California teen honors veterans nationwide

During his visit to Hawaii, California resident Preston Sharp plants an American flag in front of a grave at the National Memorial Cemetery of the Pacific, Nov. 23.

Story and photos by Kristen Wong

Life and Leisure Editor Ho‘okele

HONOLULU — It is early morning at the National Memorial Cemetery of the Pacific. Preston Sharp plants a small American flag into the earth near a veteran’s grave, and thanks that veteran by name.

“A veteran’s name not said out loud is that veteran forgotten,” Preston said.

Members of the Pyramid Rock Young Marines, the Jeep I. Joe club, the Pacific Bowfin Submarine Veterans and other supporters joined Preston, 13, to place red carnations and American flags at the Punchbowl graves, Nov. 23.

Three years ago on Veterans Day, Preston was visiting his grandfather’s grave in Redding, California. His grandfather served in the Navy, and Sharp’s family visits the grave often. It was that day, however, when he noticed that other veterans’ graves were not adorned with flowers or flags, and he grew upset.

Retired Lt. Cmdr. Paul Jurcsak (left), of the Bowfin Base Submarine Veterans and retired Lt. Col. Rich Zegar, a member of the Honolulu Sunset Rotary Club, place American flags and carnations on graves at the National Memorial Cemetery of the Pacific, Nov. 23.

“I told Preston ‘you can’t complain about something unless you are willing to fix it,'” Preston’s mother, April, wrote on his website.

Preston decided he would fix it.

Today, he has honored approximately 185,000 veterans in 24 states. The California resident has now visited 24 states to honor veterans at cemeteries.

“I just never expected that he would have this much passion as he did the very first day,” said Preston’s mother, April. “He’s very passionate about honoring veterans every day.”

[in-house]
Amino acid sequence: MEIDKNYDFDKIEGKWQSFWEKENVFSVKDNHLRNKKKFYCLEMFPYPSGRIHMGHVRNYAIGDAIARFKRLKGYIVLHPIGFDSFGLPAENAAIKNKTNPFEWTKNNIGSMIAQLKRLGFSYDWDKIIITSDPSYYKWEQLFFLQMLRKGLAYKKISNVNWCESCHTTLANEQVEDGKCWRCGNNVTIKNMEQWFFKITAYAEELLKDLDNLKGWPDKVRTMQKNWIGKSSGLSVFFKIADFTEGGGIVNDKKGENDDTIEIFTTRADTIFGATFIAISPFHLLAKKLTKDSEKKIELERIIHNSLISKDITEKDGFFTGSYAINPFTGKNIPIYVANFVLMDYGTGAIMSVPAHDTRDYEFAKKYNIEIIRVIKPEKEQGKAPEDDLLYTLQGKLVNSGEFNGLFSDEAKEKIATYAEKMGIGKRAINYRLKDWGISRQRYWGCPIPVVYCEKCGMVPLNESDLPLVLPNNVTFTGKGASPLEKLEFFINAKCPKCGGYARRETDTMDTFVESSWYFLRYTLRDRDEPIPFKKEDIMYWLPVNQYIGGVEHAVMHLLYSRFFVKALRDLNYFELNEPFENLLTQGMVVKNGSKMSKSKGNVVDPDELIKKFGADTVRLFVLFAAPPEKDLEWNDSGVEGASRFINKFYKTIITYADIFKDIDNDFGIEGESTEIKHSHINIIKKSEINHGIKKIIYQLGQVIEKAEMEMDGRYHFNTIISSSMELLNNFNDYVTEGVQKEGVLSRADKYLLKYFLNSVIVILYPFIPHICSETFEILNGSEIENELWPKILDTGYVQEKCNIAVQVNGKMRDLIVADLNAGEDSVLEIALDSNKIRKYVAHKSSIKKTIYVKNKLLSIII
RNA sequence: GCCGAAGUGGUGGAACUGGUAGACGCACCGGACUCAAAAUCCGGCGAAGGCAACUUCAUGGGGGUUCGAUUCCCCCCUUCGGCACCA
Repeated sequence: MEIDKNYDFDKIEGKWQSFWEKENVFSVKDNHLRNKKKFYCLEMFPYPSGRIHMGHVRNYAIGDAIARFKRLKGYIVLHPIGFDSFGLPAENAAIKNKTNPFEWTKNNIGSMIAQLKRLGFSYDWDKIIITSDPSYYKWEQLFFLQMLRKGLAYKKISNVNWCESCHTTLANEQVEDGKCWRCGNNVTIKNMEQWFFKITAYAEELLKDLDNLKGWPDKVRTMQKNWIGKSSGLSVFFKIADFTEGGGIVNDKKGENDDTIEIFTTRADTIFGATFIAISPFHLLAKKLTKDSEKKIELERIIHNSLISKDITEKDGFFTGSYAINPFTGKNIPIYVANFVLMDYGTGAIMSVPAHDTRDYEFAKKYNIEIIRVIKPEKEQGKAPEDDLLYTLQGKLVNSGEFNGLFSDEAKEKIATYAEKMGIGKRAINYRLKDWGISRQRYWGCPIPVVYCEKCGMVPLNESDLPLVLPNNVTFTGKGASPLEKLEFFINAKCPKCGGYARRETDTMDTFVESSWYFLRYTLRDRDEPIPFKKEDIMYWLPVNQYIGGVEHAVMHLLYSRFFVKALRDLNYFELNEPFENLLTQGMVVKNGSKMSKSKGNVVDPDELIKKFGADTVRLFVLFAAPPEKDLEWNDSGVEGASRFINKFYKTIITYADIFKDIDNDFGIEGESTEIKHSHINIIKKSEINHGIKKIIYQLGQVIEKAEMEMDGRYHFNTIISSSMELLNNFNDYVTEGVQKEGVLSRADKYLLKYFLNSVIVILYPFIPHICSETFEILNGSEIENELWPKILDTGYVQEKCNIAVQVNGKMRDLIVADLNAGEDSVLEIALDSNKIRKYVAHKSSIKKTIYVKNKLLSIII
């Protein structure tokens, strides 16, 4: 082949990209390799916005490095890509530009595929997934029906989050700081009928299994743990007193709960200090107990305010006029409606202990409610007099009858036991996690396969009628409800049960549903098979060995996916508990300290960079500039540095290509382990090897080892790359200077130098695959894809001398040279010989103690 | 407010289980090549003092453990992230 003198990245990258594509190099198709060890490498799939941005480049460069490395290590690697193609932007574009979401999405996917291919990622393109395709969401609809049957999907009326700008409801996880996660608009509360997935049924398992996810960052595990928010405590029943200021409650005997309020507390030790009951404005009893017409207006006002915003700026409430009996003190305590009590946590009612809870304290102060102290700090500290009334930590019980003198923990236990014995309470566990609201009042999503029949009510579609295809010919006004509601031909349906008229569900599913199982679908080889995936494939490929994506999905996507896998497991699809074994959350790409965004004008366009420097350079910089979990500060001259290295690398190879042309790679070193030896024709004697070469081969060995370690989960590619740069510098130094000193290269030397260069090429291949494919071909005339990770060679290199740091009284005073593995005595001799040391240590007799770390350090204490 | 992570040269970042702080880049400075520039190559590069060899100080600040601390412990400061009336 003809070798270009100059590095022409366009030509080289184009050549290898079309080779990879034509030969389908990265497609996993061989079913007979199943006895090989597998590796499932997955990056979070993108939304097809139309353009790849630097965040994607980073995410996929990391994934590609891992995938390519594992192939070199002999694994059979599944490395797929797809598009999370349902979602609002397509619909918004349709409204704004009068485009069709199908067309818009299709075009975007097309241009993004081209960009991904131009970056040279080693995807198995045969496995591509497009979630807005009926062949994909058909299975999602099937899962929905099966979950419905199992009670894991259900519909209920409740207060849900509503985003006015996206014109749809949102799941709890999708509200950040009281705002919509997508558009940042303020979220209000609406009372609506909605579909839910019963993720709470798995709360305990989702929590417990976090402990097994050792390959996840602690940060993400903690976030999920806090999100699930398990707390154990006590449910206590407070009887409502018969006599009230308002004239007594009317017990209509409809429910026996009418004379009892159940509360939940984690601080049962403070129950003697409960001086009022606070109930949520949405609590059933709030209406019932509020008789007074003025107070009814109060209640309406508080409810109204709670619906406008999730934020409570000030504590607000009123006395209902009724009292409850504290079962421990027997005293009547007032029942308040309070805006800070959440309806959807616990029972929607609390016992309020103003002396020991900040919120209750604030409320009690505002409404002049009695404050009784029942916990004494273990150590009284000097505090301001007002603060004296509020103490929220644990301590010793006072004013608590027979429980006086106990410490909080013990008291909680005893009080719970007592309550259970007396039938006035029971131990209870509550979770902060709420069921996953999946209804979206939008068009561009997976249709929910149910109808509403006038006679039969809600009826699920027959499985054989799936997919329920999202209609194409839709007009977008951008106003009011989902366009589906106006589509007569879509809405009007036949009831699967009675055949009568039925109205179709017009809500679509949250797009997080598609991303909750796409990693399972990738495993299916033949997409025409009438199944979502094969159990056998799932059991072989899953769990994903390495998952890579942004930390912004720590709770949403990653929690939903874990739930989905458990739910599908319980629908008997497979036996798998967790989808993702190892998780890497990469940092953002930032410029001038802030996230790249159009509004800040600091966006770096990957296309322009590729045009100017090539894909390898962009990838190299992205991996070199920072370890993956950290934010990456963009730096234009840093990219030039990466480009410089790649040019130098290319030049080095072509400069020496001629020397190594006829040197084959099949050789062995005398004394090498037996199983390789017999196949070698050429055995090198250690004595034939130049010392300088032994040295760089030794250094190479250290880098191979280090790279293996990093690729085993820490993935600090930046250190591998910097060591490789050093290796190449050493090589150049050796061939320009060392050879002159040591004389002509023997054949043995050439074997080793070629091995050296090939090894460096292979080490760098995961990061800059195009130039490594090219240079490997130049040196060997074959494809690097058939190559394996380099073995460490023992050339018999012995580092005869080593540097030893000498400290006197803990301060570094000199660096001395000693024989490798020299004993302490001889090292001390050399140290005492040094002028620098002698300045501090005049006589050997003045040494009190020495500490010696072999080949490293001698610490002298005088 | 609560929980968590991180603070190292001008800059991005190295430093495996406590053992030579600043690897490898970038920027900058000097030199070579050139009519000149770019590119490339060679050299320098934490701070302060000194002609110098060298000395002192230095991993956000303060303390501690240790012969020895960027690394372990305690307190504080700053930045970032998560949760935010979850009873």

When he visits a new state, he enjoys meeting new people, and trying different foods. This was his first time in Hawaii, and he hoped to try surfing.

Pyramid Rock Young Marines Pvt. Raidon Kahao, Pvt. Mason Delaflor and Pvt. Cameron Westerlund render salutes to a veteran’s grave at the National Memorial Cemetery of the Pacific, Nov. 23.

Preston goes to cemeteries with flags and flowers when he is able to raise enough funds.

“I think it’s so important (to honor veterans) because they risk their lives and they give their lives to us,” Preston said. “I think it’s so important that we give that back to them. They go through all this training and all this hard work and they go through battle it’s just so much that they can take I just want to give some of that back.”

Preston mentioned that some veterans came home from war to hateful greetings, referring to the Vietnam veterans.

“Now you can say ‘thank you’ for their service and you can get their hopes back up,” he said. “Honor veterans every day, not just on a holiday.”

In addition to laying flags and flowers, Preston visits veterans, and listens to their stories. He has even adopted a veteran’s dog so that veteran could be close to their pet despite being in a home.

After making a few remarks at Punchbowl, Preston asked the group to join him in reciting the Pledge of Allegiance. He then demonstrated how he honors each veteran.

“We want to be able to come out and do things like this,” said Army Sgt. Lane Goff, a UH-60 Black-hawk helicopter repairer with 2nd Battalion, 25th Aviation Regiment, 25th Infantry Division and president of Jeep I. Joe. “(We) really just want to give back to the ones who paved the road for us in any way we can.”

Goff said the club’s vice president heard about Preston through an acquaintance and planned for about a month to support him.

“The fact that he’s a (13)-year-old kid trying to do more than what most people do in our country nowadays is impressive and I respect that a lot,” Goff said.

Retired Lt. Cmdr. Paul Jurcsak, of the Bowfin Base Submarine Veterans, and retired Lt. Col. Rich Zegar, a member of the Honolulu Sunset Rotary Club, were among those attending to support Preston at the cemetery.

“It’s inspiring that we have someone that takes that initiative at such a young age. I think it’s a blessing for our country that we have that kind of future,” Jurcsak said. “It’s our honor to help him in his mission because this is a mission that the country cannot forget.”

Zegar said he was stunned when he heard about what Preston is doing.

“We hear so much about our snot-nosed kids that don’t care about America and you see this it really does your heart good,” Zegar said.

Preston hopes that he can eventually get cemeteries nationwide to place American flags on veteran graves for Veterans Day.

For more information about Preston’s story and mission, visit

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Category: News